In Debra Chasnoff’s feature-length documentary It’s Elementary: Talking About Gay Issues in School, one teacher starts a discussion about homosexuality by introducing the students to some famous gays and lesbians. After going through historical figures like Michelangelo, he plays a song and asks the children if they recognize it. “That’s from The Lion King!” several excited young voices call out. “And do you know who’s singing?” the teacher asks. “Elton John!” the kids answer eagerly. “Did you know that Elton John was a gay man?” The kids are astonished. Several shout their surprise. One girl just stares in drop-jawed disbelief.

Chasnoff, a San Francisco-based filmmaker who won the best-short-documentary Oscar in 1992 for Deadly Deception: General Electric, Nuclear Weapons and Our Environment, filmed classrooms in six schools around the country to examine how educators are handling gay issues with their students. It’s a subject that hits home for Chasnoff–a lesbian, she and her partner have two sons ages eight and two.

Chasnoff found that even at schools she filmed in liberal communities like Madison and San Francisco, teachers and administrators were intimidated by the idea that “they would have to put themselves in the position of advocating, that they stood behind a curriculum that includes gay issues.” In the film children often come across as more accepting than some of the adults. “Who really cares if you’re gay?” one girl says. “What’s the big whoop?” Another girl declares, “If kids are too young to be taught about homosexuality, then they’re too young to be taught about heterosexuality.”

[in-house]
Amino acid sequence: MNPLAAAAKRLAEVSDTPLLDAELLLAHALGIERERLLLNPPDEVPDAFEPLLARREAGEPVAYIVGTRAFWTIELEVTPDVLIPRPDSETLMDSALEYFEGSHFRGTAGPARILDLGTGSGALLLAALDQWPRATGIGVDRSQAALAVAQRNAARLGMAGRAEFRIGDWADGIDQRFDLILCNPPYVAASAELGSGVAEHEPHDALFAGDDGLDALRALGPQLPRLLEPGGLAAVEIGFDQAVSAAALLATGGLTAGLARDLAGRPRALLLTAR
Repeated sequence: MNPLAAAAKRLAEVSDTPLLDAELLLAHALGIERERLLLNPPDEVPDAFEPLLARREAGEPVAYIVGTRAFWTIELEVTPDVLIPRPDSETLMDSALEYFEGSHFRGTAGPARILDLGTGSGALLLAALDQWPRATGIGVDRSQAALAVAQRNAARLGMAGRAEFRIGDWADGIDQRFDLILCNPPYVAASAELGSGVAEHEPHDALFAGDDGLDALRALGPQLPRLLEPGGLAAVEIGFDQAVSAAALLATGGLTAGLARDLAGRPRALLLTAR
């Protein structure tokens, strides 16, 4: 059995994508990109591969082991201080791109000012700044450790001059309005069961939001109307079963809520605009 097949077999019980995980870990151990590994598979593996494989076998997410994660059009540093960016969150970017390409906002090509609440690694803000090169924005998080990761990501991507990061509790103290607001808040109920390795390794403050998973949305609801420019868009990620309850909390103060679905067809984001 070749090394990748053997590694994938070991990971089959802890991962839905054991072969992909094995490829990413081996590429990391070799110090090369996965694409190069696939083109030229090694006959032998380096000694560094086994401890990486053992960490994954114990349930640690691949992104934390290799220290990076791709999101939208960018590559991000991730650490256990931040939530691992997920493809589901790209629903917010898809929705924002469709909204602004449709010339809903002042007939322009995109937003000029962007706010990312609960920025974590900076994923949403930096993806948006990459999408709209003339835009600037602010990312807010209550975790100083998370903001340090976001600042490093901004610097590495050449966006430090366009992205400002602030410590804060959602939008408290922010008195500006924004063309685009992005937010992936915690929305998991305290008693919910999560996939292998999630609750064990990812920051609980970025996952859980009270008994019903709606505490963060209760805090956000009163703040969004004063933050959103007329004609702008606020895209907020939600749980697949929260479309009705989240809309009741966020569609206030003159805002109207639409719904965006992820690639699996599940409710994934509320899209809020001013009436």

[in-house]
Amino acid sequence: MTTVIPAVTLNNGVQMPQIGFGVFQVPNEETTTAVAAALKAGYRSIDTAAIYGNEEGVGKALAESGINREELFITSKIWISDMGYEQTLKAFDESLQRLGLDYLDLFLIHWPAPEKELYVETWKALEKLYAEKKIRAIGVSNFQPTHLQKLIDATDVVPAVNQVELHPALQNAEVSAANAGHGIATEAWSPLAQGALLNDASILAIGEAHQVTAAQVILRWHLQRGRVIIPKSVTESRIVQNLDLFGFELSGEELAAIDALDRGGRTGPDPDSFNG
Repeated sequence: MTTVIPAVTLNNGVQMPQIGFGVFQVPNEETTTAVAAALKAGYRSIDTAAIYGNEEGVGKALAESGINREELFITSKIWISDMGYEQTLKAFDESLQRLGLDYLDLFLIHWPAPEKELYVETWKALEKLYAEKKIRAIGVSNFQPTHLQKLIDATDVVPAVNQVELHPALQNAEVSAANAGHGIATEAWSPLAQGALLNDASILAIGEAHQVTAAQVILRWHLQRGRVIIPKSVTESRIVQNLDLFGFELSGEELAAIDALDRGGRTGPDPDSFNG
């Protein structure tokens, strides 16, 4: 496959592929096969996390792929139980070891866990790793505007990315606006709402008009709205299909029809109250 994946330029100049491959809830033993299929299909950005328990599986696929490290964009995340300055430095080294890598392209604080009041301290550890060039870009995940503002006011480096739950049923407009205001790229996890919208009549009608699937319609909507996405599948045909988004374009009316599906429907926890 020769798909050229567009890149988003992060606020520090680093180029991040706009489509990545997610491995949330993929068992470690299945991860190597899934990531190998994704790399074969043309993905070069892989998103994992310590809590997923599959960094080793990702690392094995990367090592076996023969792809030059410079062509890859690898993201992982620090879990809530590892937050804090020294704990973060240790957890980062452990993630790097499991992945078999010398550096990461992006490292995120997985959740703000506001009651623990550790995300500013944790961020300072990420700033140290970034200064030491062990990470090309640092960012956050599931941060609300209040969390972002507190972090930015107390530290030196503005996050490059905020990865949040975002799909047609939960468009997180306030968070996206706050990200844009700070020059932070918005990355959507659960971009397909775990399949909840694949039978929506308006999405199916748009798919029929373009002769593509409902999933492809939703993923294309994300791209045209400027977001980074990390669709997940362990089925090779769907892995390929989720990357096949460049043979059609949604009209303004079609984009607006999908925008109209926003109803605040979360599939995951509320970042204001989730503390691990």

“Most adults have this idea that ‘gay’ isn’t a subject that’s relevant to kids’ lives or that they need to think about it,” Chasnoff says. “But the reality is they’re already exposed to it and dealing with it. It’s irresponsible not to give them an appropriate forum.”

It’s Elementary is being shown Sunday at 1 PM at the Music Box, 3733 N. Southport, as part of Reeling ’96, the 16th Chicago Lesbian & Gay International Film Festival. Call 773-384-0048.

–Derrick Mathis